How can we identify whether a prospect is suitable or not?
Do Your Research, Research, Research, and Some More Research
- Make sure you know and fully understand what your offering entails, and in what ways it might be beneficial to your prospective clients.
- Identify why your service or product is unique, or superior.
- Research and locate companies that would potentially benefit from your offering and where you see a possible fit.
For example, if you own a small law firm in Pennsylvania specializing in contract and trademark law, and you are not licensed outside of the state, it will be easier to determine who your prospects could be.
If, however, you are a service provider and your offering could be sold without geographic limitations, you will need to find other qualifiers to sharpen your efforts. Here are some qualifiers that can be used:
- Geography (you may not want your sales people flying all over the country)
- # of employees
- Public vs. Private sector
- Website presence (websites are the store fronts of any organization and a lot can be learned from the way a company presents itself on-line)
One common mistake in sales is to play the numbers game. Many sales people think (encouraged by their leaders) that more sales calls equals more revenue. It really doesn’t. The more focused you are as a sales person, the more you will find out about your prospects and the higher the likelihood is that you will have meaningful conversations to get you closer to your goal. And your goal is always either closing a sale or, if it’s not a fit, leaving a good impression.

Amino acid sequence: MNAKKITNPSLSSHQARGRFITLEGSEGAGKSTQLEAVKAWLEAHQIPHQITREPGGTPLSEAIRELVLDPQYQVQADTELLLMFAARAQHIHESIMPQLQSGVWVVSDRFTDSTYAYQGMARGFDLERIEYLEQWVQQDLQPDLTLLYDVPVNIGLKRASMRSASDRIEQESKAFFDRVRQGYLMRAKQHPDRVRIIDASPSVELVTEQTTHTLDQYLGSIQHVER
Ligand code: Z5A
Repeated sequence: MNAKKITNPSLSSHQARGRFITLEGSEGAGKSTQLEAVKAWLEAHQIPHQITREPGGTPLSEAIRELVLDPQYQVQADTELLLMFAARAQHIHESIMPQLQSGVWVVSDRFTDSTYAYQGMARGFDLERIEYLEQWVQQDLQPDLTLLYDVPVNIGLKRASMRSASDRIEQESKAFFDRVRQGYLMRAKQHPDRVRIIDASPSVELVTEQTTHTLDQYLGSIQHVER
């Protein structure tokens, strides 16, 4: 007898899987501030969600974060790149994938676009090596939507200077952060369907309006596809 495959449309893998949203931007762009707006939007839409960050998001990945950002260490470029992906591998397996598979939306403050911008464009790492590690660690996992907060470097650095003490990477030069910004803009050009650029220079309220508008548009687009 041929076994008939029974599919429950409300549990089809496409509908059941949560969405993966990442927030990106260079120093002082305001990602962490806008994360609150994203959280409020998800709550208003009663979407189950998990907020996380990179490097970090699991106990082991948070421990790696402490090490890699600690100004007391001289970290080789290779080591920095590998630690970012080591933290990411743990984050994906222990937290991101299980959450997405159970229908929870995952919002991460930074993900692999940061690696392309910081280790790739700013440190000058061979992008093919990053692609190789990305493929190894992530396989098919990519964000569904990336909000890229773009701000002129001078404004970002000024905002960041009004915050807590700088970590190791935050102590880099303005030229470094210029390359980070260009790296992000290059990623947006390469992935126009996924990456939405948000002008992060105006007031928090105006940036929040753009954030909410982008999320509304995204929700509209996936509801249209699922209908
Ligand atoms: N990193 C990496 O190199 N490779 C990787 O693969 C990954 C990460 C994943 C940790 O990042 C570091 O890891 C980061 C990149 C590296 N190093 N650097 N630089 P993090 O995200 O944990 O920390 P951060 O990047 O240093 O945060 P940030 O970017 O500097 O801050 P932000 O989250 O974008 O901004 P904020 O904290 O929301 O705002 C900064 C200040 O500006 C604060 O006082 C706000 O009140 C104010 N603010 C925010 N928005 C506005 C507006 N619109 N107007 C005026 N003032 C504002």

Get Ready to Pick Up the Phone
Once you identified 15-20 companies (as a starting point) that could be a good fit for your product/service offering based on your research, it’s time to prepare what you’re going to say and even more importantly, what questions you’re going to ask. What kind of questions do you ask? Use open-ended questions to give the person you are speaking with the opportunity to explain their situation, their potential needs in their own words. Practice what you could say, how your prospects might react. Prepare a “Prospect Analysis Form” or open a CRM file so you can enter all the information you will be receiving. Then it’s time to pick up the phone. Be personal and engaging in your conversations with the presumed decision makers and they will provide you with insights on whether your initial assumption was correct. As a result you could find out that the marketing team is not the department that will buy your service, but perhaps a newly developed consumer insights team. If you are knowledgeable, courteous and respectful, people will guide and help you to find the correct path. It will also help you collect valuable market research and sharpen your message going forward.
Get in Another Person’s Shoes
In the end, make sure you visualize that you have a person on the other end of the line. Someone possibly a lot like you. You’ll do yourself a great service and be able to offer something of value by putting yourself in the other person’s shoes.
Here’s where the Consultative Sales model begins: PRE-CALL, where you set your objectives, do your “intelligence” work, and develop your repertoire of questions for your prospects..